The increase in 2017 is in line with pay awards to the overall British employee population, it said.

    The new policy will be voted on at Anglo American's annual general meeting (AGM) in April.

    At last year's AGM, opposition to the remuneration policy was significant at close to 50 percent as shareholders objected to windfalls for directors linked to volatile commodity markets rather than shrewd strategy.

    After a widespread commodity slump at the end of 2015 and in early 2016, Anglo American recovered strongly last year when it was the top performer on the blue chip FTSE, rising around 300 percent.
    Back to Top

    Oil and Gas

    Russian oil major Rosneft says U.S. shale growth imperils OPEC deal

    A recovery in U.S. oil output may deter OPEC and non-OPEC producers from extending production cuts beyond June and might lead to a new price war, Russia's top oil major said on Monday.

    U.S. shale oil production had been in retreat as oil prices tumbled from above $100 a barrel in 2014 to below $30 in 2015, making costly fracking processes less profitable.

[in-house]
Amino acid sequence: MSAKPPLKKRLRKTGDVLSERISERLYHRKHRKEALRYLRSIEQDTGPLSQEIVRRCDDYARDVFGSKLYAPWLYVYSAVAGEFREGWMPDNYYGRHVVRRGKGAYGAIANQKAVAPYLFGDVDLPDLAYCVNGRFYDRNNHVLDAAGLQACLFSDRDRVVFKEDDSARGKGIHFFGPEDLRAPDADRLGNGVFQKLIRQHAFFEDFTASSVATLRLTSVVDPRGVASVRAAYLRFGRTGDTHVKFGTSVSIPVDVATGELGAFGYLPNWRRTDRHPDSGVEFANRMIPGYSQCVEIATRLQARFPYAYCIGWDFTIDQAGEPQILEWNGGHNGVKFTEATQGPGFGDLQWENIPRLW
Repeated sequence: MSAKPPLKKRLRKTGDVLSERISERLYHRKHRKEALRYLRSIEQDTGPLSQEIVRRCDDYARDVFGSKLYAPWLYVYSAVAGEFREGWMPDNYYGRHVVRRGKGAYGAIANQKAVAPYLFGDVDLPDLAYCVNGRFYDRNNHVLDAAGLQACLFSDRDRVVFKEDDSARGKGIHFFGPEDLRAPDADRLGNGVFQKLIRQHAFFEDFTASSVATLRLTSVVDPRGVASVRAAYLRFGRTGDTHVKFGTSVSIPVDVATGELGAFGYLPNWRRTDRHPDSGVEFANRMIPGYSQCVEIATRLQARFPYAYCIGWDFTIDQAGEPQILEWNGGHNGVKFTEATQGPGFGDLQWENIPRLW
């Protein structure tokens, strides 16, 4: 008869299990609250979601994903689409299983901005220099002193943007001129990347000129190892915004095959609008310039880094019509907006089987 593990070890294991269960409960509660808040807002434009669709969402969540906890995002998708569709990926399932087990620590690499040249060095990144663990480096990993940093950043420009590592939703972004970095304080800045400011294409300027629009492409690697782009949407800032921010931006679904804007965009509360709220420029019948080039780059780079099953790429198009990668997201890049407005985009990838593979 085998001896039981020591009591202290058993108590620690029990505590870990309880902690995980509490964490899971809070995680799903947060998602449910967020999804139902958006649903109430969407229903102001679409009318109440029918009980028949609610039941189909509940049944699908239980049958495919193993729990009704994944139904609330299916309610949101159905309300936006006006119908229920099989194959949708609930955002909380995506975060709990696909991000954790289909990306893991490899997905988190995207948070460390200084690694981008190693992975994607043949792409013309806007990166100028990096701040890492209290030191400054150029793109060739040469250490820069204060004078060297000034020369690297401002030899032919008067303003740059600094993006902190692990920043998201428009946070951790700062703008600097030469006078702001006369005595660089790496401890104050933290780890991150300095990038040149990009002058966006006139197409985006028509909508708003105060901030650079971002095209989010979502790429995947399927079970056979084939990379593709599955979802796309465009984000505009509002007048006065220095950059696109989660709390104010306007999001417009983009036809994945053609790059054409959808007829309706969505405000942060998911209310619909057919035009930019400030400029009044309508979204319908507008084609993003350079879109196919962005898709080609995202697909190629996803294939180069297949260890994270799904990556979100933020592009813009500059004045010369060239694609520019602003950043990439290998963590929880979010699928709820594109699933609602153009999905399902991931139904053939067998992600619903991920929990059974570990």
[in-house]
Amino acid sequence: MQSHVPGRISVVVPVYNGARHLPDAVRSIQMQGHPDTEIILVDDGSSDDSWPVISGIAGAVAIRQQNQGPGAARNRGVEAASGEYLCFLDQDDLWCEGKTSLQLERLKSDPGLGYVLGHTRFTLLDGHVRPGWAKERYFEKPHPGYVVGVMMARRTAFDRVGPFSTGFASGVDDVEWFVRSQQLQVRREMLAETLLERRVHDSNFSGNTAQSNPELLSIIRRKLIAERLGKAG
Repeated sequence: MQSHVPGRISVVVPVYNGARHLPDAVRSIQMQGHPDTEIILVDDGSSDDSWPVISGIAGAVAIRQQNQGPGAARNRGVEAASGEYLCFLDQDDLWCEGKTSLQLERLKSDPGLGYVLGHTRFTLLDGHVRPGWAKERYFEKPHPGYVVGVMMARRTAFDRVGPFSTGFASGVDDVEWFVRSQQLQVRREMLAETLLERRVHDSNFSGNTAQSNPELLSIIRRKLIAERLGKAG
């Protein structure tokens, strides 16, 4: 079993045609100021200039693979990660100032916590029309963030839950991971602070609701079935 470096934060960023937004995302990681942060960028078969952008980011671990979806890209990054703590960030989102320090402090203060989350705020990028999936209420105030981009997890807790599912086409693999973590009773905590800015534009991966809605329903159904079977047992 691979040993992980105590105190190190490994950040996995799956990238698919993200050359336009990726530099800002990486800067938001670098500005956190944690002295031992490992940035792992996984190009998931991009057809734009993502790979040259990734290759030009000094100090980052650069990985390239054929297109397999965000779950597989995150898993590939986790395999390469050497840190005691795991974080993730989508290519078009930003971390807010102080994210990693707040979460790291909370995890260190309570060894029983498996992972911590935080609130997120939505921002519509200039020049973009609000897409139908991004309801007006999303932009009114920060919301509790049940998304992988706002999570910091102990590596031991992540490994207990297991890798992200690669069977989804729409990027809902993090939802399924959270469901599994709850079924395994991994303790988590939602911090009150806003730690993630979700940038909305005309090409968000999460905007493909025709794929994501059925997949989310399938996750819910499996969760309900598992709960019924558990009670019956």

A deal by the Organization of the Petroleum Exporting Countries with Russia and other producers to rein in output by 1.8 million barrels per day (bpd) for six months from Jan. 1 lifted prices but also encouraged U.S. firms to boost supplies.

    "It became evident that U.S. shale oil output has become and will remain a new global oil price regulator for the foreseeable future," Rosneft said in a written response to Reuters.

    "There are significant risks the (OPEC-led) deal won't be extended partially because of the main participants, but also because of the output dynamics in the United States, which will not want to join any deals in the foreseeable future."